• an agency of a state or political subdivision of the state, or
  • a qualified foster care placement agency (generally, a placement agency licensed or certified by a state or political subdivision under its foster care program)

What are Difficulty of Care Payments?

Difficulty-of-Care Payments are additional payments which are designated by the payor as compensation for providing the additional care of a qualified foster individual required by reason of a physical, mental, or emotional handicap with respect to which the state has determined that there is a need for additional compensation and the additional care is provided in the home of the foster care provider.

Can I Take the Dependent Exemption for a Foster Child?

Yes, if the child qualifies as a foster child, you can claim a dependent deduction of $3,100 in 2004. To qualify as a dependent, the child must be a member of your household, if placed with you by an authorized placement agency for legal adoption or foster care by you, who lives in your home during the entire year, and is a member of your household.

The child must be a U.S. citizen or resident, and your income must be within certain limits to receive benefit for the dependency exemption, as described in The Personal and Dependent Exemptions.

Can You Cite the IRS Code on That?

Under Internal Revenue Code section 152, in order to be a dependent, a person must meet certain relationship requirements. Subsection 152(a)(9) requires that an individual being claimed as a dependent has a principal place of abode at the taxpayer's home and is a member of the taxpayer's household. Section 152(b)(2) states:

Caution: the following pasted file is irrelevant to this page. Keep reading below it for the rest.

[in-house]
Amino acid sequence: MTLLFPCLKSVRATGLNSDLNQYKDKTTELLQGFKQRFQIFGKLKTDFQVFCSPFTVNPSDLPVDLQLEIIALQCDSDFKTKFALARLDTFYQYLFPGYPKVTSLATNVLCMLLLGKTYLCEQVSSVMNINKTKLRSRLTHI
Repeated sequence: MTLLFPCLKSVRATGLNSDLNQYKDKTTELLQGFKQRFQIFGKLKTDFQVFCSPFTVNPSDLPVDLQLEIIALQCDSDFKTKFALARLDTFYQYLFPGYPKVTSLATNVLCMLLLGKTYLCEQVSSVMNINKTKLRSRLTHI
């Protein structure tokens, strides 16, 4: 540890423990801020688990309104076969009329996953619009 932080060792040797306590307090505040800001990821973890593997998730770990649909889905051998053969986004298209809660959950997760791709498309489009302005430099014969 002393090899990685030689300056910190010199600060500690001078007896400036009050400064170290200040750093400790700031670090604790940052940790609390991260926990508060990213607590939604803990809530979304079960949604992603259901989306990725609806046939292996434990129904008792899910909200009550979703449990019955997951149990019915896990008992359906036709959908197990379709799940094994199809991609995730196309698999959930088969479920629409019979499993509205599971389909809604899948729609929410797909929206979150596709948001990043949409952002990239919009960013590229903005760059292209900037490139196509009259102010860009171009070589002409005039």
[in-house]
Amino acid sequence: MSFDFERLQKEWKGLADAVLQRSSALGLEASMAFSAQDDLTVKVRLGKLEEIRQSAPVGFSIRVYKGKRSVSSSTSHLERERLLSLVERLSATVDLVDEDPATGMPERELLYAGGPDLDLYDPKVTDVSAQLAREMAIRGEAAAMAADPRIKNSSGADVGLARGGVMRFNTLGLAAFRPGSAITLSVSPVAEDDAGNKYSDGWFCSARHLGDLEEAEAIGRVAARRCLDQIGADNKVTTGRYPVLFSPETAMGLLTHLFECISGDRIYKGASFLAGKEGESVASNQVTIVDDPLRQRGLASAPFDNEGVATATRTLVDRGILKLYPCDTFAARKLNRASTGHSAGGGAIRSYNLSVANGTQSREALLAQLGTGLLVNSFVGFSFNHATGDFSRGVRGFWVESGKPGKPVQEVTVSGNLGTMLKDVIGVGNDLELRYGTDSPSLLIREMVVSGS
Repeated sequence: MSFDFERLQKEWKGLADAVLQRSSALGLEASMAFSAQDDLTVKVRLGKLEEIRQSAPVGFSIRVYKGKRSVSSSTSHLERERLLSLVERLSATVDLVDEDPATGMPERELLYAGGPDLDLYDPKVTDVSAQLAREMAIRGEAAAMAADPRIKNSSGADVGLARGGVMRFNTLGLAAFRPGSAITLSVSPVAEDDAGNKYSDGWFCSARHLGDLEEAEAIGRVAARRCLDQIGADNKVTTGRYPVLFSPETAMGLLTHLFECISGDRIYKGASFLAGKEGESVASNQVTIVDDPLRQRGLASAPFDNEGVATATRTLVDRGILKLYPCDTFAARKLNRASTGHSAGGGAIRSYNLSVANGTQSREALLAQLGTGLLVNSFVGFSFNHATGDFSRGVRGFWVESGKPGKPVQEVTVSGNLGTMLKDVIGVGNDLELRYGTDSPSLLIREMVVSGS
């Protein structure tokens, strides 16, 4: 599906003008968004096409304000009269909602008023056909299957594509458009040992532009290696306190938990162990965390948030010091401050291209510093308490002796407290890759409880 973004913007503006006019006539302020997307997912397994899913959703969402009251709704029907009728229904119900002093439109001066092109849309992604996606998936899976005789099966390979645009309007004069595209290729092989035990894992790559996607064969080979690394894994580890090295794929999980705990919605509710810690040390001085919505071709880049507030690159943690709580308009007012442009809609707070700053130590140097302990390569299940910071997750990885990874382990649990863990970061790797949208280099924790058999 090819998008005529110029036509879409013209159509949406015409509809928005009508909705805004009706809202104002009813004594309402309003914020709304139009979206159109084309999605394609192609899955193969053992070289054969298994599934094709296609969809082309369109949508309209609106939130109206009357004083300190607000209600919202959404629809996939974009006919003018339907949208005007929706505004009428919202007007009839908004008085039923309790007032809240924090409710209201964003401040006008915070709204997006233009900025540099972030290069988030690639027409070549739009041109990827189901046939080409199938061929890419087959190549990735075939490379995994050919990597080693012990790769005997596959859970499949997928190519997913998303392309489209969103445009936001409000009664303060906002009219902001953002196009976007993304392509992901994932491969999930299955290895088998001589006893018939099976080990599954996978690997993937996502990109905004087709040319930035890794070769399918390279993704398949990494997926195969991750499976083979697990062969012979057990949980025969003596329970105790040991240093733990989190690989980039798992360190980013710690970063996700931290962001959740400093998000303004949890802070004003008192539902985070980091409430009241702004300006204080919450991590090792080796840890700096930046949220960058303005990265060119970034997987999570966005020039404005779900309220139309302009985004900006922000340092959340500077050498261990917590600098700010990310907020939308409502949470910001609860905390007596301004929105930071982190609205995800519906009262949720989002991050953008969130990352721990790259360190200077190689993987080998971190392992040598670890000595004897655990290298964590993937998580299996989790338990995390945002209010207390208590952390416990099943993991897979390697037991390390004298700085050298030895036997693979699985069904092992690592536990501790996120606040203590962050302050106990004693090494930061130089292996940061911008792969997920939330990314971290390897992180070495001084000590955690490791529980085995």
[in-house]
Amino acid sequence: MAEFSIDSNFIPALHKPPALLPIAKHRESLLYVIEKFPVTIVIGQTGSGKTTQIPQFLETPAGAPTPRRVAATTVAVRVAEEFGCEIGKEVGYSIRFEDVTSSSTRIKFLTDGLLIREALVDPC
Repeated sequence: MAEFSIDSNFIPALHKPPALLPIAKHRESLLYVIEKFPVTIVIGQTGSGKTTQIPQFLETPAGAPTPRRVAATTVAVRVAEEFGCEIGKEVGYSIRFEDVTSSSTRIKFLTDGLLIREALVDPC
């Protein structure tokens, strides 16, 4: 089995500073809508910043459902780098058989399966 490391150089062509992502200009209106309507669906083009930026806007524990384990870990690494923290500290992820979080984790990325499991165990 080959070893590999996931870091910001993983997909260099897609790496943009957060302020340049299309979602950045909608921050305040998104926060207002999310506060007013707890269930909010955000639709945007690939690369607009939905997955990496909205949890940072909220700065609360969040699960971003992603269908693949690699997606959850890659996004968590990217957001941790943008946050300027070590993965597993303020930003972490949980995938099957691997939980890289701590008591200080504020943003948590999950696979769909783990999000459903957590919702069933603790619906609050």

"...a legally adopted child of an individual (and a child who is a member of an individual's household, if placed with such individual by an authorized placement agency for legal adoption by such individual), or a foster child of an individual (if such child satisfies the requirements of subsection (a)(9) with respect to such individual), shall be treated as a child of such individual by blood."

For more information on the dependency exemption, see IRS publication 501: Exemptions, Standard Deduction, and Filing Information.

Can I Deduct Unreimbursed Expenses as Charitable Contributions?

If you incur unreimbursed, out of pocket expenses as a foster care provider for a child placed by a government or a charitable organization, you may be able to claim those expenses as charitable contributions (as long as you have not assumed legal responsibility for the care of the child and have no profit motive in providing foster care). Examples of unreimbursed expenses include:

  • Child care expenses
  • Clothing
  • Entertainment
  • Equipment (such as a car seat or crib)
  • Furniture used by the foster child
  • Home repairs for damages caused by the foster child
  • Medical costs
  • Music lessons
  • Tutoring

For more information on charitable contributions, see IRS Publication 526: Charitable Contributions.

Are There Other Deductions We Can Take, as a Family?

Yes, if your foster child qualifies as a dependent (and in some cases even if the child does not qualify), there are a number of deductions and credits that apply to families. These are beyond the scope of this article, but should be considered when planning for taxes or preparing your tax return. Some of these credits, deductions, and exemptions are described in the following articles.

Where Can We Find Out More?

For additional information, read the following IRS publications, which are available from the IRS in print form or on the IRS website.

Reviewed by TRUST-e, Site Privacy Statement  Authorized e-file Provider
JRun Server Name: nutch2 pageload time: 32ms